Linking food production and consumption in terms of supply and demand is also very much part of the geographical tradition. Geographers ask why it is that in some regions and communities of the world people do not have enough to eat, whereas in others there is overnutrition. Some geographers analyze the spaces of hunger in terms of economics and social relations, others in terms of population growth and environmental limits on food production. Again, geographers are uniquely poised to ask questions about society and the environment. Space, it seems, unites them both.
See also Distribution of Food; Environment; Food Production, History of; Population and Demographics.
Atkins, Peter, and Ian Bowler. Food in Society: Economy, Culture, Geography. London: Arnold, 2001.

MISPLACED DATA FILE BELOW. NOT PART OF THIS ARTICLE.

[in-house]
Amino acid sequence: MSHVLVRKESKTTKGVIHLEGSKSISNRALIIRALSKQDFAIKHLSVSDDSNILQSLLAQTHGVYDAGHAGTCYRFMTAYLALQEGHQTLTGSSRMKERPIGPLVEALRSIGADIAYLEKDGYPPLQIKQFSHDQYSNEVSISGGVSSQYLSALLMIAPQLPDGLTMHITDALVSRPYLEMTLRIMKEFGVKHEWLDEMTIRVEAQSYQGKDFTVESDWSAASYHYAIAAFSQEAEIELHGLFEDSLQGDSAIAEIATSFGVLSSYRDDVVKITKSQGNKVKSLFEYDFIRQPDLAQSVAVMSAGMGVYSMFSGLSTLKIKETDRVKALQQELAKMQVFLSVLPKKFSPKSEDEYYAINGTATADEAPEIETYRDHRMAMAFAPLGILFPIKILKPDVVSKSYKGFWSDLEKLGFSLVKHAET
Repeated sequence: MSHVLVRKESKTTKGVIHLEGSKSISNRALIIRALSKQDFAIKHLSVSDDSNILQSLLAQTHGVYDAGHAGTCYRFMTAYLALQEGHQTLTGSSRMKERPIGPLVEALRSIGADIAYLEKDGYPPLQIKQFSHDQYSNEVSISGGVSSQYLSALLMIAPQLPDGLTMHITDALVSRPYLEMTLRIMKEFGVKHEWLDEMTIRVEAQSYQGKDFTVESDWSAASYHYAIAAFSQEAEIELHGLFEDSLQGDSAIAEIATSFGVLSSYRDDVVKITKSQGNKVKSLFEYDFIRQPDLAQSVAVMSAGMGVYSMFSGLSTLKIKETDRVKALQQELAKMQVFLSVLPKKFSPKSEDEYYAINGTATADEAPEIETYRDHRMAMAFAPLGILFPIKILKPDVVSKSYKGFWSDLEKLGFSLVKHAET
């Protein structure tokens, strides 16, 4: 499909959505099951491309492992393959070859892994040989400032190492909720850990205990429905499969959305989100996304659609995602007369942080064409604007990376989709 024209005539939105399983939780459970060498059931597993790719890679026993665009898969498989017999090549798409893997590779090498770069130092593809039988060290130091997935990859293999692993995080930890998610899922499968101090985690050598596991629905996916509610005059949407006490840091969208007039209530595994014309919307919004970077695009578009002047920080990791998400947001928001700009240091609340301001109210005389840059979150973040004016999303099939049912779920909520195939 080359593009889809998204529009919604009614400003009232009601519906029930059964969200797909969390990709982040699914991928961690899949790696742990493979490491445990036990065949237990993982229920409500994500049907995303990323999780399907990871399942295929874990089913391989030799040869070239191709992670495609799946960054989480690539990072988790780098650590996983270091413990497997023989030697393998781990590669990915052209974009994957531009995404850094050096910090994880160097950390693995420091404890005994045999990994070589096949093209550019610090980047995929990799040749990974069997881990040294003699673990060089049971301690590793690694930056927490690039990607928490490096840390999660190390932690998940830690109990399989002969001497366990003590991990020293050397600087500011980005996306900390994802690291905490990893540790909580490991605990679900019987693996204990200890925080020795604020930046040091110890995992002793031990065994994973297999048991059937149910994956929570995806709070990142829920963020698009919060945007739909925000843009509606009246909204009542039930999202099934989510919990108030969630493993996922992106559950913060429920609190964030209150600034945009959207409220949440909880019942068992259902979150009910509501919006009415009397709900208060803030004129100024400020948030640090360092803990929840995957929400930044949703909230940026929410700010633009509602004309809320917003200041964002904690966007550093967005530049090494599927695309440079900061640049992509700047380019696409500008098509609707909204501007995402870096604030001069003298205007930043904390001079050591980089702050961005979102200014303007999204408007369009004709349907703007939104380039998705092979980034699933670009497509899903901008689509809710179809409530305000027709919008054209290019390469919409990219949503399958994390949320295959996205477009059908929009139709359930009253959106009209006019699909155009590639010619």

Bell, David, and Gill Valentine. Consuming Geographies: We Are Where We Eat. London: Routledge, 1997.
Goodman, David, and Michael J. Watts, eds. Globalising Food: Agrarian Questions and Global Restructuring. London: Routledge, 1997.
Goudie, Andrew. The Human Impact on the Natural Environment. Cambridge, Mass.: MIT Press, 2000.
Grigg, David. An Introduction to Agricultural Geography. London: Routledge, 1995.
Marsden, Terry, Andrew Flynn, and Michelle Harrison. Consuming Interests: The Social Provision of Foods. London: UCL Press, 2000.
Shortridge, Barbara G., and James R. Shortridge, eds. The Taste of American Place. Lanham, Md.: Rowman & Littlefield, 1998.
Smil, Vaclav. Feeding the World: A Challenge for the Twenty-first Century. Cambridge, Mass.: MIT Press, 2000.
Tansey, Geoff, and Tony Worsley. The Food System: A Guide. London: Earthscan, 1995.
Wrigley, Neil, and Michelle Lowe, eds. Retailing, Consumption and Capital: Towards the New Retail Geography. Harlow, Essex, U.K.: Longman, 1996.